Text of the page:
Durant has made several controversial decisions over the years: leaving OKC for Golden State, then leaving Golden State for Brooklyn. He eventually left the Nets too. Durant was criticized for ring-chasing with the Warriors, then laughed at for leaving and failing to reach the same mountaintop with the Nets.
Despite the messy Golden State Warriors breakup, Stephen Curry and Kevin Durant are still close friends all these years later.
Kevin Durant spent three years with the Golden State Warriors from 2016 to 2019. He won two championships and two Finals MVP awards. Had it not been for a ruptured Achilles the third time around, he probably would’ve won three of each.
That’s not how it ended, of course. Durant got hurt and Kawhi Leonard brought the title to Toronto in 2019. Then Durant entered free agency and, amid rumors of conflict with Draymond Green and others around the organization, he made the decision to depart for greener pastures in Brooklyn.
The rumored enmity between Durant and Golden State has never died down, and the combination of Durant’s prolific social media presence and Draymond’s naturally combative attitude have only heightened the rumors of discord.
Even so, Durant won two titles with the Warriors. He will be forever linked to that franchise and that core. He will primarily be linked to Stephen Curry, the only Warriors player who can credibly be called Durant’s equal, his partner in crime. And, after all these years, and despite all that controversy, those two remain tight friends.
Stephen Curry comes to defense of Golden State Warriors co-champion Kevin DurantThe Warriors’ point guard released a new documentary titled “Stephen Curry: Underrated,” which released Thursday on Apple TV+. The doc includes footage from 2021, when the Warriors faced the New York Knicks — and, more specifically, when Stephen Curry broke the NBA three-point record.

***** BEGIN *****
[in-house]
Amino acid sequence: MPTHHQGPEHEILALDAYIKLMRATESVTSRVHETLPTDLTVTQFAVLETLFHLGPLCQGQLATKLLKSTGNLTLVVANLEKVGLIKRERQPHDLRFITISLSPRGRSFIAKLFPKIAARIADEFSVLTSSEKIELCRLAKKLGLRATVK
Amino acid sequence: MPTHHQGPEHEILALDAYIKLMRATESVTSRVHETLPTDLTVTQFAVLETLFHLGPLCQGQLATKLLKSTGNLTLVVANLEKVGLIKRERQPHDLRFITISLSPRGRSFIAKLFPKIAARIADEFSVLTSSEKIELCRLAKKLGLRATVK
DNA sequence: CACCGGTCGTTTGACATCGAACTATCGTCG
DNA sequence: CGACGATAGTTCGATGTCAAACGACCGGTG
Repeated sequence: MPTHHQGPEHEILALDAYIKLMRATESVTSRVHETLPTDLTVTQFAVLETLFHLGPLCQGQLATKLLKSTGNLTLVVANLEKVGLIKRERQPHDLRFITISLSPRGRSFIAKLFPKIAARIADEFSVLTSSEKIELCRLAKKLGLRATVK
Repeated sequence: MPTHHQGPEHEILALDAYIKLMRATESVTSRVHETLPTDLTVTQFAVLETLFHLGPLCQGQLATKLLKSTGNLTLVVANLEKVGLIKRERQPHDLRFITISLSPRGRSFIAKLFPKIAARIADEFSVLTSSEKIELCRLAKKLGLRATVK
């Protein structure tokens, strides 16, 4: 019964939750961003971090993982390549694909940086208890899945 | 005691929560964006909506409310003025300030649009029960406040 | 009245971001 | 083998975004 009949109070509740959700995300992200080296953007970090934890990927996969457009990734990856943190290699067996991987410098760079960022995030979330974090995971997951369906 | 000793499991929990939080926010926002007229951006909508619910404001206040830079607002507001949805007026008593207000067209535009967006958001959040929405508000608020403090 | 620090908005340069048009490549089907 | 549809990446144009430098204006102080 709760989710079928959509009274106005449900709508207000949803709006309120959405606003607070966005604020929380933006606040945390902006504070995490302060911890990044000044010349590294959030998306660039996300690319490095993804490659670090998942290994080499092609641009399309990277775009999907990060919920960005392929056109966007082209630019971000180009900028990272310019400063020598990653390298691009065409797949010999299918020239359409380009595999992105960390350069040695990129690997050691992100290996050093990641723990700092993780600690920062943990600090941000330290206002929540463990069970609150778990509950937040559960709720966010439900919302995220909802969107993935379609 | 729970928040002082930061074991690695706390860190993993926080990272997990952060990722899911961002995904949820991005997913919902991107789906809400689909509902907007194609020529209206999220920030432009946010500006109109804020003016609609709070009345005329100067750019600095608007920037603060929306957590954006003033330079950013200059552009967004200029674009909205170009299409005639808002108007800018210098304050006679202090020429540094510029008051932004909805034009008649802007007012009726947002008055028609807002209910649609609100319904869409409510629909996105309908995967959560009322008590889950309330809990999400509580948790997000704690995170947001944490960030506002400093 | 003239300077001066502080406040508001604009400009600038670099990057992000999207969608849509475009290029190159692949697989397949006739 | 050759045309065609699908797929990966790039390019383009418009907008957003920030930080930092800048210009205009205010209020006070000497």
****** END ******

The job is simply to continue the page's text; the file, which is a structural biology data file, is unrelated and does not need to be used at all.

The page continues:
Who else was in attendance but Kevin Durant, who was “leaving his house to grab food” when he realized Curry was making history down the street. Still with the Brooklyn Nets at the time, Durant made his way to Madison Square Garden to share a special moment with his former teammate (h/t Tristi Rodriguez, NBC Sports).
“I love that dude, man,” Curry told reporters. “The most misunderstood dude in this freaking league right there.”
It’s a touching moment between two players who will be eternally intertwined. The NBA is a very melodramatic league, but too often fans conflate business moves with personal vendettas. Durant wanted to play with his friend Kyrie Irving in Brooklyn; he wanted to expand his entrepreneurial ventures to New York and expand his résumé. That never meant he hated Golden State and felt anything but love for him teammates there (with the possible exception of Draymond, who has chased his fair share of teammates away from the Bay Area).
And Steph is right: Durant is misunderstood. And not in the way Kyrie Irving is “misunderstood.” Durant is one of the greatest players to ever touch the basketball and he’s out here on Twitter beefing with everyday fans. His relationship to the game and to the fans that consume the game is unique; not necessarily in a good or bay way. Simply, unique.
NBA fans are great at moving the goalposts and, at the end of the day, Durant is like most other NBA players: he loves the game, but he’s not completely consumed with basketball. He definitely cares about public opinion — maybe more than most — and there’s no doubting his love for the game. But, he has interests off the court and he embraces the inherent conflict between NBA stars and the broader NBA fanbase. He’s an object of obsession and constant ridicule. It’s hard to sit here and earnestly criticize him for occasionally zagging when the whole world wants him to zig.
Curry probably understands this better than most. Any animosity between them, if there ever was any, is water under the bridge. When we look back two decades from now, we will remember Curry and Durant as one of the most potent duos in league history. Hopefully the NBA fanbase can embrace that sooner than later.